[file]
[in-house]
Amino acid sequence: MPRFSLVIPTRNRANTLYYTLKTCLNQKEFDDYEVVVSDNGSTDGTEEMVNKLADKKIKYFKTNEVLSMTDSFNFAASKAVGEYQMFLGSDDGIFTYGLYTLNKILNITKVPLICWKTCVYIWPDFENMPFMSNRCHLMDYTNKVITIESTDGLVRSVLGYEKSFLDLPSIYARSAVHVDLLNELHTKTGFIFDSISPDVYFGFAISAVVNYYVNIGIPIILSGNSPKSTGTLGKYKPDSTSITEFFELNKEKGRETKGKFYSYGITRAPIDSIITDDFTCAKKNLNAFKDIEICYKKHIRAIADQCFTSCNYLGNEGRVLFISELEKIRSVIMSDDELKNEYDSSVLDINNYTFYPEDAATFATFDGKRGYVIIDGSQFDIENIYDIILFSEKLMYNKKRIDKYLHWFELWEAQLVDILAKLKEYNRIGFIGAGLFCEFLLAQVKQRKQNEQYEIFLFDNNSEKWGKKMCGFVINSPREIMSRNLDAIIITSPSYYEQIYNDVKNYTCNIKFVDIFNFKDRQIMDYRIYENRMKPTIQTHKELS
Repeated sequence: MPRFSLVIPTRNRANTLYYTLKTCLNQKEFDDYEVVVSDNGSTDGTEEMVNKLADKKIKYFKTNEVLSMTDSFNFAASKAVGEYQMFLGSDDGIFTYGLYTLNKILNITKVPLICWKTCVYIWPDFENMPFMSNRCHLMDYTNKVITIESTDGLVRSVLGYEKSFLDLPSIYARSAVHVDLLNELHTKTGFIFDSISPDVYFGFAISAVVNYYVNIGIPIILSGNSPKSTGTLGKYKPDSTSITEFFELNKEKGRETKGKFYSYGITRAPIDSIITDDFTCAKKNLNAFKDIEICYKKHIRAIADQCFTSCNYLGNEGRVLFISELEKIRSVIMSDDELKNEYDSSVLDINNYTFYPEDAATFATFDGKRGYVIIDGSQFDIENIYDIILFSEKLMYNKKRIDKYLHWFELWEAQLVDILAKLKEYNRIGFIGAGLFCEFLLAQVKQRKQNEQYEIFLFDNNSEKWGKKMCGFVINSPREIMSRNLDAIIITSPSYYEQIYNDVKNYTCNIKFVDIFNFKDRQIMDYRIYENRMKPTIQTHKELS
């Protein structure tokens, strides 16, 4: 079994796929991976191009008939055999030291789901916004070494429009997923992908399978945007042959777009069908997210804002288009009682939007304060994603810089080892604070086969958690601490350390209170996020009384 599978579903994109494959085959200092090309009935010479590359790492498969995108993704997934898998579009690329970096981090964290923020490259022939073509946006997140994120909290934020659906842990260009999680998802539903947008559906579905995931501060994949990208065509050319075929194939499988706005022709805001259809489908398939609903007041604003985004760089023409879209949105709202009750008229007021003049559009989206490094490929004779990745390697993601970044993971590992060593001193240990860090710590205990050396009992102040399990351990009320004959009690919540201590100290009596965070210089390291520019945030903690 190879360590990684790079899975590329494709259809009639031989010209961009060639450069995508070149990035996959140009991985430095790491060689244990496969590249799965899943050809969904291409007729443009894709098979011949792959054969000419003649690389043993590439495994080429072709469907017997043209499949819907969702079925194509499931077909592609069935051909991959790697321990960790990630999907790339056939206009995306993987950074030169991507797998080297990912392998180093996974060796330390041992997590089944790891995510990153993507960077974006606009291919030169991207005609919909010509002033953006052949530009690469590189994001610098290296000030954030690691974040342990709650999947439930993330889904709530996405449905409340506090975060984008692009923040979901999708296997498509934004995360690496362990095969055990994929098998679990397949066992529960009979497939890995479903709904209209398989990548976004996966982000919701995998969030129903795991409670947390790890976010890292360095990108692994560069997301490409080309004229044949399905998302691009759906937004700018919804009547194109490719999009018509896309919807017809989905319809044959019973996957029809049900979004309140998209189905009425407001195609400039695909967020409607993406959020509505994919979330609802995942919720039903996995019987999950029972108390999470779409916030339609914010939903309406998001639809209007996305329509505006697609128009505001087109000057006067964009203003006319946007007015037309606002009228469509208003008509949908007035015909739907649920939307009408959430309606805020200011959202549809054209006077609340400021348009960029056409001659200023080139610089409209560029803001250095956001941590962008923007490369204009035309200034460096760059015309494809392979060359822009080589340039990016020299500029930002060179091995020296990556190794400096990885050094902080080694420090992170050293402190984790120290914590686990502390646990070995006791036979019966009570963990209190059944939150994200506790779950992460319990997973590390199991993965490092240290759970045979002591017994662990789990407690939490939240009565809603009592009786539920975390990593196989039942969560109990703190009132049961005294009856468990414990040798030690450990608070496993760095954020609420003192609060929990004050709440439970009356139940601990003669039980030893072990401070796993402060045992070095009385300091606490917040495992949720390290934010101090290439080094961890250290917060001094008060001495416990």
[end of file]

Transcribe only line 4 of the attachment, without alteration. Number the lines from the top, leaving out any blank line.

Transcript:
């Protein structure tokens, strides 16, 4: 079994796929991976191009008939055999030291789901916004070494429009997923992908399978945007042959777009069908997210804002288009009682939007304060994603810089080892604070086969958690601490350390209170996020009384 599978579903994109494959085959200092090309009935010479590359790492498969995108993704997934898998579009690329970096981090964290923020490259022939073509946006997140994120909290934020659906842990260009999680998802539903947008559906579905995931501060994949990208065509050319075929194939499988706005022709805001259809489908398939609903007041604003985004760089023409879209949105709202009750008229007021003049559009989206490094490929004779990745390697993601970044993971590992060593001193240990860090710590205990050396009992102040399990351990009320004959009690919540201590100290009596965070210089390291520019945030903690 190879360590990684790079899975590329494709259809009639031989010209961009060639450069995508070149990035996959140009991985430095790491060689244990496969590249799965899943050809969904291409007729443009894709098979011949792959054969000419003649690389043993590439495994080429072709469907017997043209499949819907969702079925194509499931077909592609069935051909991959790697321990960790990630999907790339056939206009995306993987950074030169991507797998080297990912392998180093996974060796330390041992997590089944790891995510990153993507960077974006606009291919030169991207005609919909010509002033953006052949530009690469590189994001610098290296000030954030690691974040342990709650999947439930993330889904709530996405449905409340506090975060984008692009923040979901999708296997498509934004995360690496362990095969055990994929098998679990397949066992529960009979497939890995479903709904209209398989990548976004996966982000919701995998969030129903795991409670947390790890976010890292360095990108692994560069997301490409080309004229044949399905998302691009759906937004700018919804009547194109490719999009018509896309919807017809989905319809044959019973996957029809049900979004309140998209189905009425407001195609400039695909967020409607993406959020509505994919979330609802995942919720039903996995019987999950029972108390999470779409916030339609914010939903309406998001639809209007996305329509505006697609128009505001087109000057006067964009203003006319946007007015037309606002009228469509208003008509949908007035015909739907649920939307009408959430309606805020200011959202549809054209006077609340400021348009960029056409001659200023080139610089409209560029803001250095956001941590962008923007490369204009035309200034460096760059015309494809392979060359822009080589340039990016020299500029930002060179091995020296990556190794400096990885050094902080080694420090992170050293402190984790120290914590686990502390646990070995006791036979019966009570963990209190059944939150994200506790779950992460319990997973590390199991993965490092240290759970045979002591017994662990789990407690939490939240009565809603009592009786539920975390990593196989039942969560109990703190009132049961005294009856468990414990040798030690450990608070496993760095954020609420003192609060929990004050709440439970009356139940601990003669039980030893072990401070796993402060045992070095009385300091606490917040495992949720390290934010101090290439080094961890250290917060001094008060001495416990």